Most graduation speeches contain a lot of talk about chasing dreams, setting goals, and pursuing ambitions. You often hear messages like “You can achieve whatever you set your mind to,” “the sky’s the limit,” and that “Our hope in life is in what we make of it.”
But what if our hopes fail us? What if the goals we are striving for slip away? What if our dreams become broken?
Class of 2020, this hits close to home. As we were approaching our final semester, there were a lot of events that were “supposed-to” happen. We were “supposed-to” play that last game. We were “supposed-to” perform that last concert. We were “supposed-to” cross the stage for our diploma on May 22. Those “supposed-tos” turned into “never- going-tos.” If the things we have been and have worked for can be ripped away so swiftly, then what is worth living for? Are we merely chasing the wind or do we want to pursue something that will endure? Maybe It’s when our dreams come crashing down around us that we begin to see the answer to this question. Could it be that this pandemic has been able to give us some perspective on what really matters? C.S. Lewis once said “We must stop regarding unpleasant or unexpected things as interruptions of real life. The truth is that interruptions are real life.”
I’m going to be honest with you for a moment….looking back on these past four years, I have a few regrets. Sometimes, I feel there were moments that I missed out on. Did I make the most of the opportunities I had to invest in people? I tend to make a LOT of “to-do” lists...one almost every day (I know….a little overkill). The problem is, that even when I “do” everything on them, I still feel like I haven’t done enough. It’s funny...lately I find myself feeling more fulfilled after watching silly Youtube videos with my sister, or playing Dutch Blitz with my family than after checking off all my “to-do’s”. I am privileged to have received some honors and awards throughout my school years, and I am extremely grateful for them, but were they as fulfilling as maybe I had once hoped? Once the rush of triumph and success fades? What I know is that there are special moments attached to these accomplishments that I do remember…. moments that bring me great joy. I remember celebrating those victories with my family and friends. I remember being able to share music with people, and see it bring joy to their hearts. I’m realizing now that those awards and successes would amount to nothing if it weren’t for the people that shared them with me. Even though being organized and disciplined are excellent and useful attributes to have, I wish I had invested even more in relationships...ones that would last for this life and beyond.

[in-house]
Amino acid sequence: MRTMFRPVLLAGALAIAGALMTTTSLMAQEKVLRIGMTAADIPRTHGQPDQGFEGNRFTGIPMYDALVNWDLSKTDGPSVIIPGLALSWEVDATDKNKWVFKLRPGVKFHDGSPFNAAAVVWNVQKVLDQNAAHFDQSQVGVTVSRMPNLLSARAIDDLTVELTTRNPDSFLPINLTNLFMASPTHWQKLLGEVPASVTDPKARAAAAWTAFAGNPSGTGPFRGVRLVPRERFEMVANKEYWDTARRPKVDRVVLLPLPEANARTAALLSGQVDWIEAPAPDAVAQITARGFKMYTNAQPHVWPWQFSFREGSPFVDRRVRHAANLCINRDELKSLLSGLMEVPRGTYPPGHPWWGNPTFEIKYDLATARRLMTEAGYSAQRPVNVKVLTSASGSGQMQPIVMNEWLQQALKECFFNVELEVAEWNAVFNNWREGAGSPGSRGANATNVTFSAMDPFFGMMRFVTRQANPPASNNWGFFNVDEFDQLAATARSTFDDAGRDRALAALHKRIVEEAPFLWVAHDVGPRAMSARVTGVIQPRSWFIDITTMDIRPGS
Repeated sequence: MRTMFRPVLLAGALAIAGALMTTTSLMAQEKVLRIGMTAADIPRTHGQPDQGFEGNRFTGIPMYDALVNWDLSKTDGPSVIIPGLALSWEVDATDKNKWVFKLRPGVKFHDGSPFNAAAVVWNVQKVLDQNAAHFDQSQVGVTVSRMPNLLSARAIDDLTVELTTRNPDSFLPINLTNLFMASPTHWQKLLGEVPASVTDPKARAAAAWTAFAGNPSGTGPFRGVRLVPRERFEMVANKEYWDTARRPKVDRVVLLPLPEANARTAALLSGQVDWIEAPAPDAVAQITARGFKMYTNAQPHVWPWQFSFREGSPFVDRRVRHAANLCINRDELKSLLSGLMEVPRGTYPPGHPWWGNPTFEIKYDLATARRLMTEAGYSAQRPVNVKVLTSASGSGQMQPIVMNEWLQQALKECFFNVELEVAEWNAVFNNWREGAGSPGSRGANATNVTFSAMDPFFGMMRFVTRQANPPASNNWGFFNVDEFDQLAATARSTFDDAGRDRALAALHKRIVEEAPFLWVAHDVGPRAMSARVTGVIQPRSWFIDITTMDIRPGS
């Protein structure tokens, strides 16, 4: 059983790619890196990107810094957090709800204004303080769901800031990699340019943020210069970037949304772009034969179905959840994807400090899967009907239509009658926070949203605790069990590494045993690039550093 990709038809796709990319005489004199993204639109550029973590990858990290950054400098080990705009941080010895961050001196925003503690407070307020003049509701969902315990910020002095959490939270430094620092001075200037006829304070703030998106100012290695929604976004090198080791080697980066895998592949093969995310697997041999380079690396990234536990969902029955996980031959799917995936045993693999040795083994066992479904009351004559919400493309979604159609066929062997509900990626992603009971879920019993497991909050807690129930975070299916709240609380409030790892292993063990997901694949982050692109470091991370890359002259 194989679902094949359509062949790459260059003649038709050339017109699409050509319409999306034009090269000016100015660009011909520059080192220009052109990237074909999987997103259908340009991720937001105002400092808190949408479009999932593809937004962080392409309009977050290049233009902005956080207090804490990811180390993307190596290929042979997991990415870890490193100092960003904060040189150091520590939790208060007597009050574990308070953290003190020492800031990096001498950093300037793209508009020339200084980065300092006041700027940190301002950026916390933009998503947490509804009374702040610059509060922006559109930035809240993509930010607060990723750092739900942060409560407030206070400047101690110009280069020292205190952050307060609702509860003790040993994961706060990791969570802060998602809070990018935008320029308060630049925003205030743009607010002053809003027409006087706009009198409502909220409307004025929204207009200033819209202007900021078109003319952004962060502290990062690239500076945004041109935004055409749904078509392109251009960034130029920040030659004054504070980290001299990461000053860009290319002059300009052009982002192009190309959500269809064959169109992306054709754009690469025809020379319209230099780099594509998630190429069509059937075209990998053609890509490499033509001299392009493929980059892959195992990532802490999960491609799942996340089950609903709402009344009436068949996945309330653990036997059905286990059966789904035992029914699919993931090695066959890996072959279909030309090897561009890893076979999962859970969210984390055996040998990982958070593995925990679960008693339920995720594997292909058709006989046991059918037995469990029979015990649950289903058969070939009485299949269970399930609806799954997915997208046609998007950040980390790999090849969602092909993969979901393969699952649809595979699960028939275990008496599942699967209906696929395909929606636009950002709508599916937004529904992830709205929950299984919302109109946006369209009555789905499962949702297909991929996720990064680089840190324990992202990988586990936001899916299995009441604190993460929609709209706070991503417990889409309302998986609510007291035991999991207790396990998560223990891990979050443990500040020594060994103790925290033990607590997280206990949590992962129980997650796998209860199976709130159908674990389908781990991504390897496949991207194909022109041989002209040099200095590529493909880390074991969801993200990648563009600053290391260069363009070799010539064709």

Why am I telling you this? Because from this point on, we can choose to live for what’s really important. We all know life is short--just a vapor--and there are certainly no guarantees about tomorrow. But, we have an opportunity to experience a greater joy than that which our “supposedtos”, our achievements and our best laid plans can bring. We can choose to invest in relationship--in knowing God and loving well the people who cross our paths. We can choose to remember what we have been and what we have learned. So. Class of 2020, pick up that remote-control and press “play.” Now is our time to make moments that mean something, ones that will last for eternity.